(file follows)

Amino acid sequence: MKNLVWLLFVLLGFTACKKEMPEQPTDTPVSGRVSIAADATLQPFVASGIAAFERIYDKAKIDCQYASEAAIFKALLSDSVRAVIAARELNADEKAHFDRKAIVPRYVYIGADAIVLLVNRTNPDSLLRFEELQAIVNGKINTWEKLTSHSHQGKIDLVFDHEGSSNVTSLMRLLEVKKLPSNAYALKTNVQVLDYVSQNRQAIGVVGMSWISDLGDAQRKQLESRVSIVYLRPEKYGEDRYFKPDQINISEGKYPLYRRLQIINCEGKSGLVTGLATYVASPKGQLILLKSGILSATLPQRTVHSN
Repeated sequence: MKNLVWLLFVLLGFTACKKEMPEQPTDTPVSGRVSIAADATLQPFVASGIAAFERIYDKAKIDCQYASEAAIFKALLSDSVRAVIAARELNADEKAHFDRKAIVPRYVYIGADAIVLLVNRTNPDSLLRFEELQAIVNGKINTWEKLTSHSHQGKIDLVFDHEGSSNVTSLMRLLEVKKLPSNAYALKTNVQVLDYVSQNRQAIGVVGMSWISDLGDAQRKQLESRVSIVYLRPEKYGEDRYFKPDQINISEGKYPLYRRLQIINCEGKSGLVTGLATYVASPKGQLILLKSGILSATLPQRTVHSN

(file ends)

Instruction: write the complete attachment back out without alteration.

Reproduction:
Amino acid sequence: MKNLVWLLFVLLGFTACKKEMPEQPTDTPVSGRVSIAADATLQPFVASGIAAFERIYDKAKIDCQYASEAAIFKALLSDSVRAVIAARELNADEKAHFDRKAIVPRYVYIGADAIVLLVNRTNPDSLLRFEELQAIVNGKINTWEKLTSHSHQGKIDLVFDHEGSSNVTSLMRLLEVKKLPSNAYALKTNVQVLDYVSQNRQAIGVVGMSWISDLGDAQRKQLESRVSIVYLRPEKYGEDRYFKPDQINISEGKYPLYRRLQIINCEGKSGLVTGLATYVASPKGQLILLKSGILSATLPQRTVHSN
Repeated sequence: MKNLVWLLFVLLGFTACKKEMPEQPTDTPVSGRVSIAADATLQPFVASGIAAFERIYDKAKIDCQYASEAAIFKALLSDSVRAVIAARELNADEKAHFDRKAIVPRYVYIGADAIVLLVNRTNPDSLLRFEELQAIVNGKINTWEKLTSHSHQGKIDLVFDHEGSSNVTSLMRLLEVKKLPSNAYALKTNVQVLDYVSQNRQAIGVVGMSWISDLGDAQRKQLESRVSIVYLRPEKYGEDRYFKPDQINISEGKYPLYRRLQIINCEGKSGLVTGLATYVASPKGQLILLKSGILSATLPQRTVHSN